1. IFFGD. Doctor-patient communication. Available at https://www.iffgd.org/finding-a-doctor/doctor-patient-communication.html
  2. IFFGD. Finding a doctor. Available at https://www.iffgd.org/manage-your-health/finding-a-doctor.html
  3. Forrey S. Finding an IBS doctor. Available at http://solvingtheibspuzzle.com/ibs-doctor/

Comments

  • DorisE
    12 months ago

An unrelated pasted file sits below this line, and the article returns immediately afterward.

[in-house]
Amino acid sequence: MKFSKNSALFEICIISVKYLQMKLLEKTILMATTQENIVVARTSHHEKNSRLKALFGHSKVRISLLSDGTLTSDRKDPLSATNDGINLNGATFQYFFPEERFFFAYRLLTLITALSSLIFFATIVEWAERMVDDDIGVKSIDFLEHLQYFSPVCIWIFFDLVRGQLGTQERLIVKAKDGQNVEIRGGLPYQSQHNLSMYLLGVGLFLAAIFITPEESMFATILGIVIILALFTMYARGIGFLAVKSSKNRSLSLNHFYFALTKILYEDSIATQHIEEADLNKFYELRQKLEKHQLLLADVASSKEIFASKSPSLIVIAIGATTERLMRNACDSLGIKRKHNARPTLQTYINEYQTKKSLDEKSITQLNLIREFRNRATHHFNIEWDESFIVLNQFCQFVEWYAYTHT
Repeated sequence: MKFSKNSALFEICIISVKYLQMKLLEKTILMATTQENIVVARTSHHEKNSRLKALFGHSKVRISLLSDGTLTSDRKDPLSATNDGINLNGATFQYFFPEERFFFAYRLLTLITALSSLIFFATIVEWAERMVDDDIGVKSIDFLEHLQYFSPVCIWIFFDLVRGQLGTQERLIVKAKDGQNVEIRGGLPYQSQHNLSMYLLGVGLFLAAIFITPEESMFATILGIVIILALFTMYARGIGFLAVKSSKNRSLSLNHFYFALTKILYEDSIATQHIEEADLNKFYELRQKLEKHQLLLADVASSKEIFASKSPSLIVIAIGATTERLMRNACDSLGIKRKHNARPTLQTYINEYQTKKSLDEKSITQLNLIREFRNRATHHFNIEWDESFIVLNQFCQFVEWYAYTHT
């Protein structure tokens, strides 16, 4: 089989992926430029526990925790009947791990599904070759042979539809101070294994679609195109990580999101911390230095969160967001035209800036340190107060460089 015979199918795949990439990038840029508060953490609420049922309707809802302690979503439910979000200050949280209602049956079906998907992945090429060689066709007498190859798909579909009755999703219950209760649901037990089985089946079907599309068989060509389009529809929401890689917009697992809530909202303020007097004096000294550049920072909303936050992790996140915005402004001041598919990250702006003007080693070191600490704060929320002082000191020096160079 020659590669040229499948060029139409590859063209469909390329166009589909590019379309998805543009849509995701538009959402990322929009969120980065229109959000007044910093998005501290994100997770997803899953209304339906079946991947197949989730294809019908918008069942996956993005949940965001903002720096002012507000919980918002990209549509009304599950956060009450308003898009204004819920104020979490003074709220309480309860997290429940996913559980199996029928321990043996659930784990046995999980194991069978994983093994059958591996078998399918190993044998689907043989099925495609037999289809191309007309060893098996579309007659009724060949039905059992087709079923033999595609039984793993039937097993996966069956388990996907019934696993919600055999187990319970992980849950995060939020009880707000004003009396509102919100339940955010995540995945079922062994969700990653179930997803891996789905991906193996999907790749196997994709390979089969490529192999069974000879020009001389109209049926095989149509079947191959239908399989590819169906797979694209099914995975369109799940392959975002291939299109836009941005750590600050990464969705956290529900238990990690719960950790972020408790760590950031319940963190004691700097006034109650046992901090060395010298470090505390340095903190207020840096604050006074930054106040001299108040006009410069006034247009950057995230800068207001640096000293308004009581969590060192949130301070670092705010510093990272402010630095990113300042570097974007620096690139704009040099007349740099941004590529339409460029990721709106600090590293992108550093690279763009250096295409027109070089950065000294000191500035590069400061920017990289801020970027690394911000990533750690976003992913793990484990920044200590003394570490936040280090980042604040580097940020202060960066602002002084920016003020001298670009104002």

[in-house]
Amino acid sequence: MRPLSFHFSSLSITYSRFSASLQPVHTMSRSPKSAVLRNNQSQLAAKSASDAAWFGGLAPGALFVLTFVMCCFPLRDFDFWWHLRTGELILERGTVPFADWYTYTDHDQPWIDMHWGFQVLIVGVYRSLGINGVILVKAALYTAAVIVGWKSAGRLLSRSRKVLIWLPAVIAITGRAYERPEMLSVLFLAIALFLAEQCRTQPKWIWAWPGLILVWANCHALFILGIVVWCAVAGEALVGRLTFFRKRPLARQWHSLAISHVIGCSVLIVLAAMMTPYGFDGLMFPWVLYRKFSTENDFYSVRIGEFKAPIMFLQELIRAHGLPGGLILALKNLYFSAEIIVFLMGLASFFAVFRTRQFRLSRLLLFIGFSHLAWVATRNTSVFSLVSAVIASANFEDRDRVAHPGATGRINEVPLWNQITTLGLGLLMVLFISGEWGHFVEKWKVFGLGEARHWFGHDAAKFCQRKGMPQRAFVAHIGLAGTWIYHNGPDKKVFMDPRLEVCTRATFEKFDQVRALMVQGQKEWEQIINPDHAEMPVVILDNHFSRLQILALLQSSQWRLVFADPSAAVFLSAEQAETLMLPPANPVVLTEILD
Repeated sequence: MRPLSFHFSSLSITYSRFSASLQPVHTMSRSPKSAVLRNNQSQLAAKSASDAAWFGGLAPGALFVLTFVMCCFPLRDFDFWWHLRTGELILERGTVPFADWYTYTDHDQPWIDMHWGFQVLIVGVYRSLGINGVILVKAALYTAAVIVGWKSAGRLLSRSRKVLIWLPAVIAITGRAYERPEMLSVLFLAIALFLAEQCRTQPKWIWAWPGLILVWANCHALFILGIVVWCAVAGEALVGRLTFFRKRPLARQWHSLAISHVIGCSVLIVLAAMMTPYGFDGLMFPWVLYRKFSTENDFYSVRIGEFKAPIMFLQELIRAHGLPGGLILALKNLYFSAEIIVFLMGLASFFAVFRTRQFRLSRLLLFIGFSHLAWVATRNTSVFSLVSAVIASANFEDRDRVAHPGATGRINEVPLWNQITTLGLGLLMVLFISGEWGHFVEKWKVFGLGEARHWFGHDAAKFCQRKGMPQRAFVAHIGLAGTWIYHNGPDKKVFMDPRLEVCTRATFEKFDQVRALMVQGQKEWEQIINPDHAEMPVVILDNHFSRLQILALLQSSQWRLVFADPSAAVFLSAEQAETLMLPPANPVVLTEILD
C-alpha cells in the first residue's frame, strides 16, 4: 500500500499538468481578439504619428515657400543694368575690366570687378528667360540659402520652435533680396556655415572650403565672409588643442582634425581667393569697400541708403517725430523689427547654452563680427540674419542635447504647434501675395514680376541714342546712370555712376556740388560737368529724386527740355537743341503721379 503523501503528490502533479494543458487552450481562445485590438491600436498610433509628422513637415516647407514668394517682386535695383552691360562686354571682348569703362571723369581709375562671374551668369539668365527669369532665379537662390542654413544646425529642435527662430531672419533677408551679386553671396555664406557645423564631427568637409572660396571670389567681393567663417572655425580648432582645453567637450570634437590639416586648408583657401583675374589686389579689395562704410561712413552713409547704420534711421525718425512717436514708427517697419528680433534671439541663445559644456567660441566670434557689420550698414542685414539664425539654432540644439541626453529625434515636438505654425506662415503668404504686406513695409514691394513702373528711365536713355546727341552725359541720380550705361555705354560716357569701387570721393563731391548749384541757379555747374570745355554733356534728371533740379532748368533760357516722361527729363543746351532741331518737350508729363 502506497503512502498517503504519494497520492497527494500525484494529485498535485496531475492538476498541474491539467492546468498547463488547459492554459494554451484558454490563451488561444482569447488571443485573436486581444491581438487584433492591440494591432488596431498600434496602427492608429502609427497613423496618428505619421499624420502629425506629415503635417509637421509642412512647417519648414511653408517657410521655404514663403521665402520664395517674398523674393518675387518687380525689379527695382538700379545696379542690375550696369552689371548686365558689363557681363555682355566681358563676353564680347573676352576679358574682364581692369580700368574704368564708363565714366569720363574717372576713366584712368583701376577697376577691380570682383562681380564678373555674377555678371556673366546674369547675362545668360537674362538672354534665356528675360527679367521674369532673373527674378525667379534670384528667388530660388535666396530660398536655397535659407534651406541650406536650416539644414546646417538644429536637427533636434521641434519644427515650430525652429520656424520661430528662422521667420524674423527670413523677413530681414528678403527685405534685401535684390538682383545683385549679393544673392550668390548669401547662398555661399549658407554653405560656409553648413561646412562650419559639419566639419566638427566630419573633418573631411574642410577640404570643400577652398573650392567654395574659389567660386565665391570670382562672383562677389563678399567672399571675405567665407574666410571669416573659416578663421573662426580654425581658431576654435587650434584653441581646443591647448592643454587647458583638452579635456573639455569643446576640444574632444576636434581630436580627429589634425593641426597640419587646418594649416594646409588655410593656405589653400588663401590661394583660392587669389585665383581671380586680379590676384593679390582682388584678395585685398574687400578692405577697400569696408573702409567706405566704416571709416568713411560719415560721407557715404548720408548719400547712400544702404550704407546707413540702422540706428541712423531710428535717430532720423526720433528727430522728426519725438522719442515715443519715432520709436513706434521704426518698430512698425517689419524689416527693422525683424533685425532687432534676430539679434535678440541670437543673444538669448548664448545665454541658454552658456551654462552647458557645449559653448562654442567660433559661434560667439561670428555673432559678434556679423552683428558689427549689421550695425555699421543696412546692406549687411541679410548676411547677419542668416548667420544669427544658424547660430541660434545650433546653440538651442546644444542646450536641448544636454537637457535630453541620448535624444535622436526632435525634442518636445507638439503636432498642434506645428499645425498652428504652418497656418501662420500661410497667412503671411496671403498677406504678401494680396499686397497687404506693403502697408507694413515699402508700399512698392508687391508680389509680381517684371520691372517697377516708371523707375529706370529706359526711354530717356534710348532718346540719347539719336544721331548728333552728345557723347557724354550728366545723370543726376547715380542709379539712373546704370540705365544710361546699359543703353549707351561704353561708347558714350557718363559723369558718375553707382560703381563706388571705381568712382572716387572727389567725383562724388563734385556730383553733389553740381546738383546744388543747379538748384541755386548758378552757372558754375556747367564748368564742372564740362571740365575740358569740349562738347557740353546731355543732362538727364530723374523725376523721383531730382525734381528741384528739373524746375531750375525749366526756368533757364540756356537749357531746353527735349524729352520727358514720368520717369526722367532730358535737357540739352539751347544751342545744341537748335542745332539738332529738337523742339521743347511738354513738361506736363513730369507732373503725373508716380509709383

Mentioning IBS D to Doctors is like saying I have a cold. In fact, I feel they would take more interest if you did have a cold. For the thousandth time I am in bed with heating pad on stomach, in pain, just had eight bouts of diarrhea … my sin? I had two small pieces if sweet potato and three green beans with a small roast chicken drumstick last night… Anyway, no, even gastroenterologist I saw ten years ago said.. take up to eight “Imo—m” a day….goodbye. Thats all he had time for as waiting list of 18 months for colonoscopies. Are small cities worse than large… do we have to move to a big City with teaching hispitaks and clinics to get help? I think so. And wait til you get other illnesses as well as IBS… then you become an anomally… or a nuisance, where I live anyway.